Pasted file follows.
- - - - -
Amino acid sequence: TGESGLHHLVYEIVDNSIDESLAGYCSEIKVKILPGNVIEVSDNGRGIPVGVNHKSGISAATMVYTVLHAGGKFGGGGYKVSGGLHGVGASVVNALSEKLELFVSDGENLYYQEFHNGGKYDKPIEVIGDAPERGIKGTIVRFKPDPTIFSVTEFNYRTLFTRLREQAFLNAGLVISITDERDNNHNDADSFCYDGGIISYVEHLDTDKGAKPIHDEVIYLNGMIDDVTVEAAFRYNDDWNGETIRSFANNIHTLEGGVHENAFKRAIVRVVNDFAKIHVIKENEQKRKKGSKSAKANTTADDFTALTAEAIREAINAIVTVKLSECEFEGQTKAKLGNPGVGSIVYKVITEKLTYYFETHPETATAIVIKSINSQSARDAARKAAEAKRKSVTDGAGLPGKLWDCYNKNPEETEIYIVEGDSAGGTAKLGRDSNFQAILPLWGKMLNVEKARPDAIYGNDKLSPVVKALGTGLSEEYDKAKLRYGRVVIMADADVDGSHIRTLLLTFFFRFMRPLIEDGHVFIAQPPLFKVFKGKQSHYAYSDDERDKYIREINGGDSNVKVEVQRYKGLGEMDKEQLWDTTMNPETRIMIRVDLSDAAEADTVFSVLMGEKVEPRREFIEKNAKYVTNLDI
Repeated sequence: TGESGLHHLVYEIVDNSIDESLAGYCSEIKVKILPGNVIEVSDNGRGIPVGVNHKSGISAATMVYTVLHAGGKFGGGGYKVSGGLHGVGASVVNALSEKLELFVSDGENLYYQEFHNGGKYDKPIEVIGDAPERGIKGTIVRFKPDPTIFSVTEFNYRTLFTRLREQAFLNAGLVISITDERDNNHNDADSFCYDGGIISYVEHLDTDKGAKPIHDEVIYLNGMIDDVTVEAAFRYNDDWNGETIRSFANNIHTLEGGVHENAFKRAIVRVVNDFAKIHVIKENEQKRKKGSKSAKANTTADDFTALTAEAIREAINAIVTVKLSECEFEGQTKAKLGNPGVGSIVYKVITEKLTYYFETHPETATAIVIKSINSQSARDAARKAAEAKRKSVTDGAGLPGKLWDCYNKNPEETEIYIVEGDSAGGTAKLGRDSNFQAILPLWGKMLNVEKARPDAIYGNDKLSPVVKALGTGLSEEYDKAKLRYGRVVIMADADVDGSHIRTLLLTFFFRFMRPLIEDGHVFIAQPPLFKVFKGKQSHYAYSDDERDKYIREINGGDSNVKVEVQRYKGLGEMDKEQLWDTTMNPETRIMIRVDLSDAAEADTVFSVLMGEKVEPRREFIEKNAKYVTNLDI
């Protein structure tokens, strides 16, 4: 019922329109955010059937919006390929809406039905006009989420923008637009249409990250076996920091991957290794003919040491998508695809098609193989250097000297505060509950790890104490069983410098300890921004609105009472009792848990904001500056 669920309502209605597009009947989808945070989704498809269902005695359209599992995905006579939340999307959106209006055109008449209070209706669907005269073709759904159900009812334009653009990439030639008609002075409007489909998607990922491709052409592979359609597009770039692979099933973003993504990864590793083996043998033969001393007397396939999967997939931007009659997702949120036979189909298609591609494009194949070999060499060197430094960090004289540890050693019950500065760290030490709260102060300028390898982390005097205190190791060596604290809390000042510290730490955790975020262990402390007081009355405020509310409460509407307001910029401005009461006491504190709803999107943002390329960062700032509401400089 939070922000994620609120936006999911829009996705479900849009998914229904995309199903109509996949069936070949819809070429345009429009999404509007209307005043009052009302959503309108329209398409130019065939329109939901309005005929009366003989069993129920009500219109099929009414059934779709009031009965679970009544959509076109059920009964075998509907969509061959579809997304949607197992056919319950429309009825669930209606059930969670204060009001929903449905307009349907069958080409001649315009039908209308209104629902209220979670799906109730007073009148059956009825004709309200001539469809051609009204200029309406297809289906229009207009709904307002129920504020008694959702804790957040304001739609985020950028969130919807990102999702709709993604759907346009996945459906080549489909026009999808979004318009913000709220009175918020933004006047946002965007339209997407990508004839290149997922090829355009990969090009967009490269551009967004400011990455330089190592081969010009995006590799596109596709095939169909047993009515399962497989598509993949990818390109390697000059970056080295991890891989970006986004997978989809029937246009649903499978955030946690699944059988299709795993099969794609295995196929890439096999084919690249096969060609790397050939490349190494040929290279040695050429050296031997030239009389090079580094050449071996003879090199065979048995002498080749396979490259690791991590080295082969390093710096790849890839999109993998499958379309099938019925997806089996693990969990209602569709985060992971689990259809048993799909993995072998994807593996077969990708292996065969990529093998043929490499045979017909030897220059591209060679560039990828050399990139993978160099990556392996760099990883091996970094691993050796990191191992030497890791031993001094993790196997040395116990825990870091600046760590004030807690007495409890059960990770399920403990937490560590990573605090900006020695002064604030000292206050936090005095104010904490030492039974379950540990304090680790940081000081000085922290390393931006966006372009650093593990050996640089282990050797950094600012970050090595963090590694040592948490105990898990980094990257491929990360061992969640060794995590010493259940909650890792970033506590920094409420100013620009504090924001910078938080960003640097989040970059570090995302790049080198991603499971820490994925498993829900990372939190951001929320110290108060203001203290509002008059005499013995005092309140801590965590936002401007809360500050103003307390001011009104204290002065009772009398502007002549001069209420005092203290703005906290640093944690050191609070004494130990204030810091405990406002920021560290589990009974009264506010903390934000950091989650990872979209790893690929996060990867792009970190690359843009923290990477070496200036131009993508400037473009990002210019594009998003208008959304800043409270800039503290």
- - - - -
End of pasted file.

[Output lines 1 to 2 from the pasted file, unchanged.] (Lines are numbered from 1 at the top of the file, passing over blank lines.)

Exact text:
Amino acid sequence: TGESGLHHLVYEIVDNSIDESLAGYCSEIKVKILPGNVIEVSDNGRGIPVGVNHKSGISAATMVYTVLHAGGKFGGGGYKVSGGLHGVGASVVNALSEKLELFVSDGENLYYQEFHNGGKYDKPIEVIGDAPERGIKGTIVRFKPDPTIFSVTEFNYRTLFTRLREQAFLNAGLVISITDERDNNHNDADSFCYDGGIISYVEHLDTDKGAKPIHDEVIYLNGMIDDVTVEAAFRYNDDWNGETIRSFANNIHTLEGGVHENAFKRAIVRVVNDFAKIHVIKENEQKRKKGSKSAKANTTADDFTALTAEAIREAINAIVTVKLSECEFEGQTKAKLGNPGVGSIVYKVITEKLTYYFETHPETATAIVIKSINSQSARDAARKAAEAKRKSVTDGAGLPGKLWDCYNKNPEETEIYIVEGDSAGGTAKLGRDSNFQAILPLWGKMLNVEKARPDAIYGNDKLSPVVKALGTGLSEEYDKAKLRYGRVVIMADADVDGSHIRTLLLTFFFRFMRPLIEDGHVFIAQPPLFKVFKGKQSHYAYSDDERDKYIREINGGDSNVKVEVQRYKGLGEMDKEQLWDTTMNPETRIMIRVDLSDAAEADTVFSVLMGEKVEPRREFIEKNAKYVTNLDI
Repeated sequence: TGESGLHHLVYEIVDNSIDESLAGYCSEIKVKILPGNVIEVSDNGRGIPVGVNHKSGISAATMVYTVLHAGGKFGGGGYKVSGGLHGVGASVVNALSEKLELFVSDGENLYYQEFHNGGKYDKPIEVIGDAPERGIKGTIVRFKPDPTIFSVTEFNYRTLFTRLREQAFLNAGLVISITDERDNNHNDADSFCYDGGIISYVEHLDTDKGAKPIHDEVIYLNGMIDDVTVEAAFRYNDDWNGETIRSFANNIHTLEGGVHENAFKRAIVRVVNDFAKIHVIKENEQKRKKGSKSAKANTTADDFTALTAEAIREAINAIVTVKLSECEFEGQTKAKLGNPGVGSIVYKVITEKLTYYFETHPETATAIVIKSINSQSARDAARKAAEAKRKSVTDGAGLPGKLWDCYNKNPEETEIYIVEGDSAGGTAKLGRDSNFQAILPLWGKMLNVEKARPDAIYGNDKLSPVVKALGTGLSEEYDKAKLRYGRVVIMADADVDGSHIRTLLLTFFFRFMRPLIEDGHVFIAQPPLFKVFKGKQSHYAYSDDERDKYIREINGGDSNVKVEVQRYKGLGEMDKEQLWDTTMNPETRIMIRVDLSDAAEADTVFSVLMGEKVEPRREFIEKNAKYVTNLDI